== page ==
Doesn't it feel great when you get everything in the right place after a good preen? This mixed flock of gulls, terns, and shorebirds got into the preening mood as I was watching it one February morning on Sanibel Island, Florida. One moment they were napping, then one bird started preening and its neighbors decided that was a really good idea, so they started preening, too. I captured about 10 seconds of the action on video.
In this flock are the following species: laughing gull, ring-billed gull, royal tern, Forster's tern, Sandwich tern, and red knot. I love that the birds kept on preening even as the two humans walked by just feet away.
I recently watched this mist moving over a mountain lake in Tennessee. I was up and outside, shortly after dawn. It was crisply cold and there was no sound—not a call note from a bird, no rustling of leaves, no sound from the wind on the water.
Such a peaceful moment was, I thought, worthy of sharing.
While birding along a forest trail in Brazil's Itatiaia National Park, I encountered this waterfall. I watched it for several minutes, mesmerized. That is, until a nearby lek of male blue manakins wing-snapped into action.
In the future, I hope to share more of these natural Moments of Zen with you.
Don't know about you, but I cannot believe it's almost the third month of the year! Where the heck did the time go?
Since its very auspicious start, 2008 has been a blur, sort of like looking at the world through a stretched piece of taffy, while riding a roller coaster, the roar of the wind drowning out all thought.
So I am trying to slow down a bit just now. Seeking a stillness. Stillness. . . it's so elusive, isn't it, in this immediate gratification world of ours?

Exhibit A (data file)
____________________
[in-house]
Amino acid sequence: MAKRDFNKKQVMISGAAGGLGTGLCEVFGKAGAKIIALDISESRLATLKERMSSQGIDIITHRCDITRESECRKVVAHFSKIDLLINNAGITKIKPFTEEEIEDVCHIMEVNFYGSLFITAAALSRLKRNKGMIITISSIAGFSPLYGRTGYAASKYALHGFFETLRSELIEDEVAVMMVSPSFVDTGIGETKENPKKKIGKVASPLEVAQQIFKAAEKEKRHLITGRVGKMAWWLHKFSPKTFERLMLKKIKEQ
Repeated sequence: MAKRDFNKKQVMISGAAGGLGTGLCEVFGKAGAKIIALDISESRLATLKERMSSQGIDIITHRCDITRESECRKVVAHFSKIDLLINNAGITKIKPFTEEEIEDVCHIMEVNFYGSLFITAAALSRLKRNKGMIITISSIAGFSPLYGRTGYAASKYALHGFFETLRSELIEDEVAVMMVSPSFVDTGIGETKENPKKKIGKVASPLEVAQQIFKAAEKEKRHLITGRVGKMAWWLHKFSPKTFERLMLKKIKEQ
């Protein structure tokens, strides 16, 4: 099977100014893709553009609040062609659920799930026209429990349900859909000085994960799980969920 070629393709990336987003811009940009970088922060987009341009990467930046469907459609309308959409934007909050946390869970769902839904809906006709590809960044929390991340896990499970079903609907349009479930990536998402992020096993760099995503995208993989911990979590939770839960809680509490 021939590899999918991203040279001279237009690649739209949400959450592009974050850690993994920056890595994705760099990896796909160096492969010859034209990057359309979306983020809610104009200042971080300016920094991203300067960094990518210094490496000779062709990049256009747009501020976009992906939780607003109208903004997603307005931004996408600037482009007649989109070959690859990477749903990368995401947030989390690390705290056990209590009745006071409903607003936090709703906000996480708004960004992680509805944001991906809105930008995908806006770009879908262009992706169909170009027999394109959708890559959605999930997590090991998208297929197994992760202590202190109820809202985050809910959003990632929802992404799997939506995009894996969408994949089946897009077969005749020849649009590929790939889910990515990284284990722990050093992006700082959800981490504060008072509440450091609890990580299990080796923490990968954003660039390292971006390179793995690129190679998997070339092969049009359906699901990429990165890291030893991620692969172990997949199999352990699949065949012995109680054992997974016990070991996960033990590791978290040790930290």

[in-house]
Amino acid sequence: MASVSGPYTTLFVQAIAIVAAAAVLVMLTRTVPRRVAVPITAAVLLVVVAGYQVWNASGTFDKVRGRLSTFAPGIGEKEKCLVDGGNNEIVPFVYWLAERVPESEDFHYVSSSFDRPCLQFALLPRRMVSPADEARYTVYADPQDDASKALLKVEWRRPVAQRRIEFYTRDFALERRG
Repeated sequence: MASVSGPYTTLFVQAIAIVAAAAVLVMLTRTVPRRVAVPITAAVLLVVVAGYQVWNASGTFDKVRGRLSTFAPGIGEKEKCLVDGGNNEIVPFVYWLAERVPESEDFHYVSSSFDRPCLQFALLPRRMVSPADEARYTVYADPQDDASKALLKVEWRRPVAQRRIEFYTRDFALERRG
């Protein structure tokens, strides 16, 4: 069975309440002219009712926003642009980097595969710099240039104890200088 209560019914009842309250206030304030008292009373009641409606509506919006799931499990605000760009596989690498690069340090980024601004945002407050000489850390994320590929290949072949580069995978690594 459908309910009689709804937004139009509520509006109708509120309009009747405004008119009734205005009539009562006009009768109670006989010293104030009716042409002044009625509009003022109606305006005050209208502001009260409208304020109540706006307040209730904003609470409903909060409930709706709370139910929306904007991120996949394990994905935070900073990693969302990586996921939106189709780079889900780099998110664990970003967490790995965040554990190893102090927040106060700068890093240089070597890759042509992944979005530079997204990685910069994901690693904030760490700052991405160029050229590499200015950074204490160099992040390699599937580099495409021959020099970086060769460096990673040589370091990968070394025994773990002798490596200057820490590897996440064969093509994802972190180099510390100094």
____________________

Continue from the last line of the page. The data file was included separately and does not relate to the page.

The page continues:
I'd like to share a few seconds of digital video that I recorded at Blue Spring State Park in Florida last month. Jeff, Liz, Lisa, and I went there seeking manatees and we saw at least 30. It was a clear, snappy-cold morning, so the manatees were attracted to the springs' warmer water. There is a calming stillness in the way this gentle, giant creature moves effortlessly through the water.
Bill Thompson III is the editor of Bird Watcher's Digest by day. He's also a keen birder, the author of many books, a dad, a field trip leader, an ecotourism consultant, a guitar player, the host of the "This Birding Life" podcast, a regular speaker/performer on the birding festival circuit, a gentleman farmer, and a fungi to be around. His North American life list is somewhere between 667 and 669. His favorite bird is the red-headed woodpecker. His "spark bird" was a snowy owl. He has watched birds in 25 countries and 44 states. But his favorite place to watch birds is on the 80-acre farm he shares with his wife, artist/writer Julie Zickefoose. Some kind person once called Bill "The Pied Piper of Birding" and he has been trying to live up to that moniker ever since.